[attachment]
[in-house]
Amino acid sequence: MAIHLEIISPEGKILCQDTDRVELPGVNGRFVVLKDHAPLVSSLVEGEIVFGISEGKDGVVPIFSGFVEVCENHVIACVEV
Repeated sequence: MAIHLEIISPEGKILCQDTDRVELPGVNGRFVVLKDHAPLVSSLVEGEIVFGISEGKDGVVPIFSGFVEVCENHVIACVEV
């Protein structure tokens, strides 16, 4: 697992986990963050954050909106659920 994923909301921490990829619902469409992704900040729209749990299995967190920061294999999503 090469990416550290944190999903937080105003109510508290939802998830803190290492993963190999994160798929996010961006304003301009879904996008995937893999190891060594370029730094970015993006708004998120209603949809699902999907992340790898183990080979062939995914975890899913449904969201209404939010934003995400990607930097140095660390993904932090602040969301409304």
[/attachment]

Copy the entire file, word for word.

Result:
[in-house]
Amino acid sequence: MAIHLEIISPEGKILCQDTDRVELPGVNGRFVVLKDHAPLVSSLVEGEIVFGISEGKDGVVPIFSGFVEVCENHVIACVEV
Repeated sequence: MAIHLEIISPEGKILCQDTDRVELPGVNGRFVVLKDHAPLVSSLVEGEIVFGISEGKDGVVPIFSGFVEVCENHVIACVEV
């Protein structure tokens, strides 16, 4: 697992986990963050954050909106659920 994923909301921490990829619902469409992704900040729209749990299995967190920061294999999503 090469990416550290944190999903937080105003109510508290939802998830803190290492993963190999994160798929996010961006304003301009879904996008995937893999190891060594370029730094970015993006708004998120209603949809699902999907992340790898183990080979062939995914975890899913449904969201209404939010934003995400990607930097140095660390993904932090602040969301409304």